again, more for me than you guys. I dunno how interested you all are in Celtic polytheism and symbolism
- Epona- goddess of fertility, guardian of horses, donkeys, mules. Her horses were said to carry the souls of the dead to the next world, making her simultaneously a goddess of procreation and a psychopomp. The character Rhiannon of the Mabinogi draws heavily from Epona, much like Arawn draws from Cernunnos (although Rhiannon is not considered a goddess, where Arawn is something like a fae god-king).
- Horses served as symbolic funerary companions; the deceased, if not cremated, were often buried with a cart or chariot, and sometimes horse tack. There is an interesting anecdote about ancient horse sacrifices in an Irish tribal coronation ritual- the king-to-be, erm, copulates with a mare, they slaughter it, make a soup of it, and the king gets in the cauldron and drinks the broth. This elevates him to king and also to beast, to something purely animal and wild but also regal. Probably not true (considering the anecdote dates to Christian 12th century Ireland), but there may be some grain of truth in the tale, especially considering similar tales of horse and cattle sacrifice among the Germanic and Scandinavian tribes in the Viking era.
- Research link between Epona/Rhiannon and kelpies? Rhiannon rides a pale white horse, kelpies are sometimes described as pale white. Epona is a psychopomp, and kelpies are horses that bring men to their deaths. Kelpies are Scottish and Irish in origin, and among insular Celts, the Otherworld was closely linked to the sea, and kelpies kill with water. Maybe an evolution/perversion of folklore?
- Epona was the only Celtic deity known to be embraced by the Romans. The Celts practiced oral tradition; most written accounts of their daily life and worship were left by the Romans, which is why the few deity names of theirs we have sound extremely Latin, phonetically. The Romans generally described Celtic deities in relation to their closest match in the Roman pantheon. eg. Lugus -> Mercury
- Interesting- horses were among the most important animals to the Celts, but Arawn and Cernunnos (lords of the animals) were not particularly associated with them. Perhaps because they were domestic animals, and A/C were wild gods, while Epona stood more along the lines of human life and domesticity? Look into this.
for me, not so much for you guys
- Janus, god of two faces, looking forward and back. Roman god of future and past, transitions, war and peace, life and death. Possibly partially co-opted by continental Celts in the form of Cernunnos
- Cernunnos was god of hunt, lord of the animals, of wealth and fertility, mercantilism. Associated with the stag, but also the ram-horned snake, and in some parts, the bull, the dog, the rat. As a “horned” god, also symbolizes transition and the cycle of life and death, summer and winter, especially in neopaganism. See also the possible later association with Roman Catholic Saint Ciarán of Saigir re:connections to boar, fox, badger, wolf, stag.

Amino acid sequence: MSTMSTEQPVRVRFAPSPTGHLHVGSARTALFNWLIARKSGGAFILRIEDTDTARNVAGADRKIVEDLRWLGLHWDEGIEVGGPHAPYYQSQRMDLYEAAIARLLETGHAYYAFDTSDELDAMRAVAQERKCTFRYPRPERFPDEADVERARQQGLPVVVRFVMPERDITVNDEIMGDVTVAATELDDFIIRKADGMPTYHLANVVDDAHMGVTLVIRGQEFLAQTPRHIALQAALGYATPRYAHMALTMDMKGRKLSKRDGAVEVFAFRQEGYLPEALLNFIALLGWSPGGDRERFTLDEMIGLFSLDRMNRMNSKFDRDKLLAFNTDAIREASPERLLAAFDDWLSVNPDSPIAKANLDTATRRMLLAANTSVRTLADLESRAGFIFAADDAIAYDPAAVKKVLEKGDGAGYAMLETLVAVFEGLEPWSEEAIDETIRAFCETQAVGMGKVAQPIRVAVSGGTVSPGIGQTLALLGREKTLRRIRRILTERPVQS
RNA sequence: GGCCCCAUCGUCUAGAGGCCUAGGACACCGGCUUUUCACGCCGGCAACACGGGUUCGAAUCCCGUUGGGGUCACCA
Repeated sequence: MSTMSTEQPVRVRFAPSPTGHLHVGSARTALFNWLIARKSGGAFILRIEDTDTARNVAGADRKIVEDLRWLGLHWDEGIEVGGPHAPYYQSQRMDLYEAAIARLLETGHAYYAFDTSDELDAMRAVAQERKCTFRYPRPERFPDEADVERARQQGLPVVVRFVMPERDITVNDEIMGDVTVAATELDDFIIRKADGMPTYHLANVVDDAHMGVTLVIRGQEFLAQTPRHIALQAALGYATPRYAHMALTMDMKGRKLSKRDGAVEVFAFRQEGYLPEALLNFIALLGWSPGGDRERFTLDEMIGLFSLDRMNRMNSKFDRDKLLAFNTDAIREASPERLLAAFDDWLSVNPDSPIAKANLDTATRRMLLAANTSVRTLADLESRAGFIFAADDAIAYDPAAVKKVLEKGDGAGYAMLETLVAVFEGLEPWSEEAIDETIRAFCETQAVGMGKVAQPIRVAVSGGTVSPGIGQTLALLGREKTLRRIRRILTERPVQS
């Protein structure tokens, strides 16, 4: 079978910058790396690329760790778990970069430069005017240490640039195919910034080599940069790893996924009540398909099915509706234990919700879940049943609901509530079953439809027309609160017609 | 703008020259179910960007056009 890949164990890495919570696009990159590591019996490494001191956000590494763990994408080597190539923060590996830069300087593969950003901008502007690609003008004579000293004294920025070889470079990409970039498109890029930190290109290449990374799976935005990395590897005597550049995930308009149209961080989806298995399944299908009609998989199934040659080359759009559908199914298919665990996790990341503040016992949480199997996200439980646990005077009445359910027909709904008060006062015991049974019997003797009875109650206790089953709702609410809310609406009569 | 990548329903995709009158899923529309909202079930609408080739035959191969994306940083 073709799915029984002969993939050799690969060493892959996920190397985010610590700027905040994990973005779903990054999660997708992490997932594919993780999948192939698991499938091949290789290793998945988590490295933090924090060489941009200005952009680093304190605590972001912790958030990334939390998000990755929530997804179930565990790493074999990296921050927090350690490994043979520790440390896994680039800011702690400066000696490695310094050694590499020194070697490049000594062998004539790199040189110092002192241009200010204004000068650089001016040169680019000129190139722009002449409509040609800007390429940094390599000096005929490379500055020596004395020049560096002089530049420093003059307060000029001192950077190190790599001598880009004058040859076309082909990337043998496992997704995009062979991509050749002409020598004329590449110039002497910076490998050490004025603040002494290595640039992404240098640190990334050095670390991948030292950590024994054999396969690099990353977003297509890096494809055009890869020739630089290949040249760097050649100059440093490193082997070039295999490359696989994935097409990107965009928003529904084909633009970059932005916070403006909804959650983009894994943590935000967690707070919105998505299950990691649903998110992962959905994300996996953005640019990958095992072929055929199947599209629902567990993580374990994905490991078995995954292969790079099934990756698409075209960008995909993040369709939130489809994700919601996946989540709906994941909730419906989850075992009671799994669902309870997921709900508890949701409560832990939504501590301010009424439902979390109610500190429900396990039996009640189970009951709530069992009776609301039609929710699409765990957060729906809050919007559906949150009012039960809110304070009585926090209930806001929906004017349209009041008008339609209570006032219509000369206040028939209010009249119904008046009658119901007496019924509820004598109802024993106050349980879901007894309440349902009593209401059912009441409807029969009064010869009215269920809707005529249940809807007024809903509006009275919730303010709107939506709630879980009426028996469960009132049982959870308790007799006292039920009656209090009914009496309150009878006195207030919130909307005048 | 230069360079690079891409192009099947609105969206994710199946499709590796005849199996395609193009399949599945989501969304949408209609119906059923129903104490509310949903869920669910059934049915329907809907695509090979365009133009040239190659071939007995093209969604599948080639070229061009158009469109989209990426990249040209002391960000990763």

- Ram-horned serpents are symbols of life and eternity. Often depicted as eating oatmealish stuff from bowls held by god(dess) figures, as well as in the hand of Cernunnos and even as his legs. Also depicted with the common symbol of the wheel, which symbolizes the sun, and in turn, eternity.
- Cernunnos may have eventually given way to Arawn among insular Celts, god of Annwn, the Otherworld. Takes on even more of the cyclical symbolism, particularly as leader of the Wild Hunt. Associated with the deer, but also the hunter— predator and prey simultaneously. He destroys and consumes himself, he is destroyed and nourishes. Strength and weakness, bravery and fear, victory and failure, life and death.
- The Otherworld- there were many varying ideas of it, from silent islands of glass where none spoke and “life” sucked, to fertile paradises of endless forest where the game was plenty, the women beautiful, the wine flowing, and the summer everlasting. Some beliefs say that the location of this Otherworld was simply up, and that our air was their ocean, and that they sailed their ships through the sky. One legend says that a boat soared overhead of a king and his council. A fishermen threw a spear at a fish in the sky, missed, and the spear landed in the earth. When the man descended to retrieve his spear and the king and his council grabbed at him to speak to him, the man protested, saying, “Let me go, I’m drowning!” Overall, life after death was very much like life itself in many of the Otherworld beliefs, and chiefs continued being chiefs, millers continued being millers, slaves continued being slaves… it might have just been a little bit brighter overall.
- In turn, Christianity absorbed Celtic paganism without really destroying it. Relic rituals and holidays are still celebrated under the banner of the church that were originally part of pagan practice. eg., Samhain.
- RESEARCH: Lugus, Teranis, Teutatis, Artio, Telesphorus, animism (outside of the stag), and sacrifices.